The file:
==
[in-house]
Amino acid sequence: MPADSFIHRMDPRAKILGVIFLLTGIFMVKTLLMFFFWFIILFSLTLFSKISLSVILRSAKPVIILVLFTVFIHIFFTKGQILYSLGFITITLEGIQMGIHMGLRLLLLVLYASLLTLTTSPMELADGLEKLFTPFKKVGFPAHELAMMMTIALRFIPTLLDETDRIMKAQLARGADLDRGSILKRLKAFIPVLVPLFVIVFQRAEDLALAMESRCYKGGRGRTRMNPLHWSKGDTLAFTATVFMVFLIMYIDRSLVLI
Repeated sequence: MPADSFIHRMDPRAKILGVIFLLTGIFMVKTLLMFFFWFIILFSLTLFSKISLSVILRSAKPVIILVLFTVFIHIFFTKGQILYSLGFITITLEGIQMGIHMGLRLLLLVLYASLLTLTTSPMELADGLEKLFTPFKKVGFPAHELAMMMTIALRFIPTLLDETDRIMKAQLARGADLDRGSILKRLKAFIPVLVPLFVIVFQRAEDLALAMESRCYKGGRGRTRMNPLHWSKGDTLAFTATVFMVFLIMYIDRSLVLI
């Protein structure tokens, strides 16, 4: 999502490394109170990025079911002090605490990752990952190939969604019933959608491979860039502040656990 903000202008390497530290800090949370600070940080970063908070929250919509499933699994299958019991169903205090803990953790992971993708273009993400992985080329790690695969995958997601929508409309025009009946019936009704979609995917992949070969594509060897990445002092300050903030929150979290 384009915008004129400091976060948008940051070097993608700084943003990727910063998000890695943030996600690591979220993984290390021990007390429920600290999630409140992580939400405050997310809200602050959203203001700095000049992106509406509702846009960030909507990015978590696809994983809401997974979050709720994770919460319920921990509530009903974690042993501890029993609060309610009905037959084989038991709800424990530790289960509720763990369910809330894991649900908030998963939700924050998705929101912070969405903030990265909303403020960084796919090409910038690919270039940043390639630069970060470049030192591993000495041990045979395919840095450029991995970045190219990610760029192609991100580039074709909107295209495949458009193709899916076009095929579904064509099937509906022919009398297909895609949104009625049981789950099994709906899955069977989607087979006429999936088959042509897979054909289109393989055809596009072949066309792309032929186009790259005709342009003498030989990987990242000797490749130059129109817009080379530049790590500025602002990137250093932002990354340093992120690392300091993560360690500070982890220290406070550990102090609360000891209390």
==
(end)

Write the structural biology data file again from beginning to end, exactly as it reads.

[in-house]
Amino acid sequence: MPADSFIHRMDPRAKILGVIFLLTGIFMVKTLLMFFFWFIILFSLTLFSKISLSVILRSAKPVIILVLFTVFIHIFFTKGQILYSLGFITITLEGIQMGIHMGLRLLLLVLYASLLTLTTSPMELADGLEKLFTPFKKVGFPAHELAMMMTIALRFIPTLLDETDRIMKAQLARGADLDRGSILKRLKAFIPVLVPLFVIVFQRAEDLALAMESRCYKGGRGRTRMNPLHWSKGDTLAFTATVFMVFLIMYIDRSLVLI
Repeated sequence: MPADSFIHRMDPRAKILGVIFLLTGIFMVKTLLMFFFWFIILFSLTLFSKISLSVILRSAKPVIILVLFTVFIHIFFTKGQILYSLGFITITLEGIQMGIHMGLRLLLLVLYASLLTLTTSPMELADGLEKLFTPFKKVGFPAHELAMMMTIALRFIPTLLDETDRIMKAQLARGADLDRGSILKRLKAFIPVLVPLFVIVFQRAEDLALAMESRCYKGGRGRTRMNPLHWSKGDTLAFTATVFMVFLIMYIDRSLVLI
């Protein structure tokens, strides 16, 4: 999502490394109170990025079911002090605490990752990952190939969604019933959608491979860039502040656990 903000202008390497530290800090949370600070940080970063908070929250919509499933699994299958019991169903205090803990953790992971993708273009993400992985080329790690695969995958997601929508409309025009009946019936009704979609995917992949070969594509060897990445002092300050903030929150979290 384009915008004129400091976060948008940051070097993608700084943003990727910063998000890695943030996600690591979220993984290390021990007390429920600290999630409140992580939400405050997310809200602050959203203001700095000049992106509406509702846009960030909507990015978590696809994983809401997974979050709720994770919460319920921990509530009903974690042993501890029993609060309610009905037959084989038991709800424990530790289960509720763990369910809330894991649900908030998963939700924050998705929101912070969405903030990265909303403020960084796919090409910038690919270039940043390639630069970060470049030192591993000495041990045979395919840095450029991995970045190219990610760029192609991100580039074709909107295209495949458009193709899916076009095929579904064509099937509906022919009398297909895609949104009625049981789950099994709906899955069977989607087979006429999936088959042509897979054909289109393989055809596009072949066309792309032929186009790259005709342009003498030989990987990242000797490749130059129109817009080379530049790590500025602002990137250093932002990354340093992120690392300091993560360690500070982890220290406070550990102090609360000891209390």